Tomi Ahonen :-)

Tomi Ahonen

Attention all who are commenting

I removed all discussion about the stock market. This is NOT a blog about stock prices, and I won't bother to attract that kind of discussion here, about what stock price is correctly or incorrectly reflected today. Go to other stock market blogs to debate those issues.

Leebase! you have been here many times before. You know better. Don't start those discussions again! We on this blog acknowledge clearly that Apple is the most profitable handset maker. That is the extent to what we'll discuss profits here. If you bring the histories of share prices again, I will delete all your comments.

For others who responded to Leebase's pointless discussions here - and I apologie in particular to Phil who was doing a heroic job - I have deleted all related comments by all who are known to me as usual visitors here. For the new visitors, I will respond and explain why we don't discuss stock prices here. You don't need to.

But don't bother to raise the stock price arguments here - and Leebase, you are now 'on probation' - don't make me waste my time of deleting your comments here. I enjoy good discussion but you know fully well that is a pointless discussion and at any one point in time we can find stocks that are overpriced and others that are undervalued - this blog - the time of readers of my blog - and MY TIME - will not be wasted by you or anyone else. Don't go there Leebase.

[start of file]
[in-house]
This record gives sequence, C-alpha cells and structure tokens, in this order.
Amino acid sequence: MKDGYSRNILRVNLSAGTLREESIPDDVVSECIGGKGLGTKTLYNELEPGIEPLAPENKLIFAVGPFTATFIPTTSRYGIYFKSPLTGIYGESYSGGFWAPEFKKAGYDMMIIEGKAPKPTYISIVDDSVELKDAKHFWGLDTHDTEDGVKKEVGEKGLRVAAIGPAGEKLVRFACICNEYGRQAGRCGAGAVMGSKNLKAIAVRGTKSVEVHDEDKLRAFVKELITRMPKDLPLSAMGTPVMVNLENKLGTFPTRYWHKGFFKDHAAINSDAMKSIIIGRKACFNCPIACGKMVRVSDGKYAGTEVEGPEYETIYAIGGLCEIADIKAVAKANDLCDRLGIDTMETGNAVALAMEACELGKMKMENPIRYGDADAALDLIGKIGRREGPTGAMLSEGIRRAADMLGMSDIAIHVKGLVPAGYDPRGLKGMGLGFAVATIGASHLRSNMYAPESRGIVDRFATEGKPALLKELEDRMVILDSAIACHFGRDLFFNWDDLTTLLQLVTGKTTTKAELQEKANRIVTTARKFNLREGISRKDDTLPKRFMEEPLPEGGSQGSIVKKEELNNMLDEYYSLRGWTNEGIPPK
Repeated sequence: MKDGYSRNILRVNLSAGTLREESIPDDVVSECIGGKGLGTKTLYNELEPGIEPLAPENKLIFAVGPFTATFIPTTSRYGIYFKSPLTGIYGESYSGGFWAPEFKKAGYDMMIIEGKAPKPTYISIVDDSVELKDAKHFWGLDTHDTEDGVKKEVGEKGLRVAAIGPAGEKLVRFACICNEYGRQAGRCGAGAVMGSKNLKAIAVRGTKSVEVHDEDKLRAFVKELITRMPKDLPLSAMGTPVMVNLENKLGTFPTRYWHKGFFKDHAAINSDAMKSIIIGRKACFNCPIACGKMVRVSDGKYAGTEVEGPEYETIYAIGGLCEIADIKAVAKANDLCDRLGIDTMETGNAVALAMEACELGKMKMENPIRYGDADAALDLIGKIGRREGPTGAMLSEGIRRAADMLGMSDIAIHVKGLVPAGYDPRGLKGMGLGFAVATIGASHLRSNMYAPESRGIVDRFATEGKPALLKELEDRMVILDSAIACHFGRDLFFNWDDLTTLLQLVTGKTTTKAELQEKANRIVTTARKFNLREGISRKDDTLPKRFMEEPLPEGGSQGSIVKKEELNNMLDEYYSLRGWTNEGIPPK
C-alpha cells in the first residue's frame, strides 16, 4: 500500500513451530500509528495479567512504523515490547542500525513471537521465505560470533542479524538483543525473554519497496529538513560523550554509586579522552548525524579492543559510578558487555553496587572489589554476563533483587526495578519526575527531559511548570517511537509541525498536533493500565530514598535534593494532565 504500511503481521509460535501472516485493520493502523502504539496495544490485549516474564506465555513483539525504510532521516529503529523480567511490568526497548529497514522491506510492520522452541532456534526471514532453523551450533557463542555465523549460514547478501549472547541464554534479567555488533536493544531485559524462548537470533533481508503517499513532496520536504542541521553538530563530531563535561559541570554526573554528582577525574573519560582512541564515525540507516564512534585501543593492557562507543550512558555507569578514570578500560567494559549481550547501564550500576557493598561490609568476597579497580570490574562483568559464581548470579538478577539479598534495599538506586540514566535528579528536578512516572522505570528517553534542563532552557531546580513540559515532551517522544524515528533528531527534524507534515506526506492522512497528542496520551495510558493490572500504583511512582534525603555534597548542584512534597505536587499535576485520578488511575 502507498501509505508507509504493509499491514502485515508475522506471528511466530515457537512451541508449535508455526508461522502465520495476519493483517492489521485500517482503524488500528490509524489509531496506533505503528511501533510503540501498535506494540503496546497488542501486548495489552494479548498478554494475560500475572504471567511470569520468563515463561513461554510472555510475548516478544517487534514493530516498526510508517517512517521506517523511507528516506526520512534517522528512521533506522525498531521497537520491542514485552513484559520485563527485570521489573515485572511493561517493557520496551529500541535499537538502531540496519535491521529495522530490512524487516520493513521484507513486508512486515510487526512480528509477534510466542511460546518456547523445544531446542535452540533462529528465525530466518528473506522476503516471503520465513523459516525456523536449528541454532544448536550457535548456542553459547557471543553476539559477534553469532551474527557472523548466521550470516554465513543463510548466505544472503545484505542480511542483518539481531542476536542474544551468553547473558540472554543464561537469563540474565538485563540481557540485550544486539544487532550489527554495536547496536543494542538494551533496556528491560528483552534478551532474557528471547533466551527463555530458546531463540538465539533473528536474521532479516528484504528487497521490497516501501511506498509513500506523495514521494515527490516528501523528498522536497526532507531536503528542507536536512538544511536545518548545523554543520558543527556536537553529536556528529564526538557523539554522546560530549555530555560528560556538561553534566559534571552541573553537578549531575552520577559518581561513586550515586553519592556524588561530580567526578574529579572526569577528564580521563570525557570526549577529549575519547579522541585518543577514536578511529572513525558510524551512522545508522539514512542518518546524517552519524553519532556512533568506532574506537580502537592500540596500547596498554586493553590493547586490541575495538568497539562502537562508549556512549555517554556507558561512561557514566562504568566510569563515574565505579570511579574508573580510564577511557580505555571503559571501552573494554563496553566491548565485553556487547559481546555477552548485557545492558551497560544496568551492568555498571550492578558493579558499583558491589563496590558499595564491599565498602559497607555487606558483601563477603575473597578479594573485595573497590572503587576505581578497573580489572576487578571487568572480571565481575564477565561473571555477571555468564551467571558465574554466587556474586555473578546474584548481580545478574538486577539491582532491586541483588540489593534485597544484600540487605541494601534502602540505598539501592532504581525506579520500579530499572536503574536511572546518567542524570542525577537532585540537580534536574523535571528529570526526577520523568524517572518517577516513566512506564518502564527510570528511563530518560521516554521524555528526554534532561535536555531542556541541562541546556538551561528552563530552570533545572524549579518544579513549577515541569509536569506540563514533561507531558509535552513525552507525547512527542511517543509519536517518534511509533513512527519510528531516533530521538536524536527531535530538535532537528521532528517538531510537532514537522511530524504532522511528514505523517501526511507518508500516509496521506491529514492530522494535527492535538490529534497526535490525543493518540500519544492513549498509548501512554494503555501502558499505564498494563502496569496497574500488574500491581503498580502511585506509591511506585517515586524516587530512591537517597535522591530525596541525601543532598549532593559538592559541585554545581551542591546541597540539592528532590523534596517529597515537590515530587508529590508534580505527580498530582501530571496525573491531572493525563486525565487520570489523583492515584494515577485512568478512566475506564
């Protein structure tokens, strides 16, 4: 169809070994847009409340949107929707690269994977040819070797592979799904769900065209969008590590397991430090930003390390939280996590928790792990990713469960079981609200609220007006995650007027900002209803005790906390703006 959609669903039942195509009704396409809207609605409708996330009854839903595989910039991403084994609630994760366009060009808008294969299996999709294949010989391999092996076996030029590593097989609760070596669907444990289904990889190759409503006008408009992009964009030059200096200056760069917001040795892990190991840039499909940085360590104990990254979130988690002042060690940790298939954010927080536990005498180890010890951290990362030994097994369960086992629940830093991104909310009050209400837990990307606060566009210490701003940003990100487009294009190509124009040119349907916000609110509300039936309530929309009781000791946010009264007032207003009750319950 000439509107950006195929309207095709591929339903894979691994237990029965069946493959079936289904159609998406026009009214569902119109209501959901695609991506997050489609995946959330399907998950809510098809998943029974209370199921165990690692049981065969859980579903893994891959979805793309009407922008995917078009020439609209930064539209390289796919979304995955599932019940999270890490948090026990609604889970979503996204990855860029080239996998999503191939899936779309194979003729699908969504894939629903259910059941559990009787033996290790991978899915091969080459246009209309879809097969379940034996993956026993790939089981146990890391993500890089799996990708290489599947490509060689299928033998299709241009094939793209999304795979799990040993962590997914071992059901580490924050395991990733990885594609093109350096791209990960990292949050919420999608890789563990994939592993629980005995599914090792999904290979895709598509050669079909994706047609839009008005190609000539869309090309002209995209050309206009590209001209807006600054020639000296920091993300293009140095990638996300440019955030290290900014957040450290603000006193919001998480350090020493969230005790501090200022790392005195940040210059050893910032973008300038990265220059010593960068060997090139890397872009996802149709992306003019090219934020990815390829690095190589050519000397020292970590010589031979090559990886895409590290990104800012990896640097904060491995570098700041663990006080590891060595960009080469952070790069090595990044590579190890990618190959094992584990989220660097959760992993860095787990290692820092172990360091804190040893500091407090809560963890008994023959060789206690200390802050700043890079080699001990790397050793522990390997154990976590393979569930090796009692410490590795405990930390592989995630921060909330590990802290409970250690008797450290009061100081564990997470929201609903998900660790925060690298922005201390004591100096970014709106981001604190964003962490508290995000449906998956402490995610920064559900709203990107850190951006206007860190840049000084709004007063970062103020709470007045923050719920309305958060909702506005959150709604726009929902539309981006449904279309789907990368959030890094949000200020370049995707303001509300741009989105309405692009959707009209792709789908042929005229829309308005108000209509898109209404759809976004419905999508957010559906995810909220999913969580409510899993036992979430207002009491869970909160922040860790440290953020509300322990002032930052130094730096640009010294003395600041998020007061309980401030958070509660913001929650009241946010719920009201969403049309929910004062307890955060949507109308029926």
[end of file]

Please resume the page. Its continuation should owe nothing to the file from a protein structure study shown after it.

Tomi Ahonen


So Tomi,

Two questions.

1. Do you think Nokia is executing well -- even though they are losing market share and seeing declining profits?

2. What affect do you think a CDMA phone will have on Android makers especially the weakest Tier-1 manufacturer -- Motorola who is really only successful in the US and only on Verizon.



I don't think I deserved the rebuke in your reply. I didn't bring up the stock market; I only responded to someone (I believe, Phil) who raised it.

Altho I know you had banned discussions of profits (and thus I didn't get into it in my post above), I don't remember you banning stock market discussions previously since you used a blog entry to comment on Nokia's stock price and investors a few months ago.

Nonetheless, this is your blog so not a peep more from me.


Calm down Tomi please and let people air their views. Moderation is not a bad thing but not to the extent that it disregards valid opinions. Profits is the lifeblood of business and has to come into this discussion one way or another. You have said in the past that Nokia has remained profitable while Samsung and its other rivals have lost share. In the same vein I believe Lee was right to point out Apples dominance in profits.

Ease off on the irrational moderation as it makes a good guy like yourself look bad. Leave control and culling to Steve Jobs pls :o)

Yours faithfully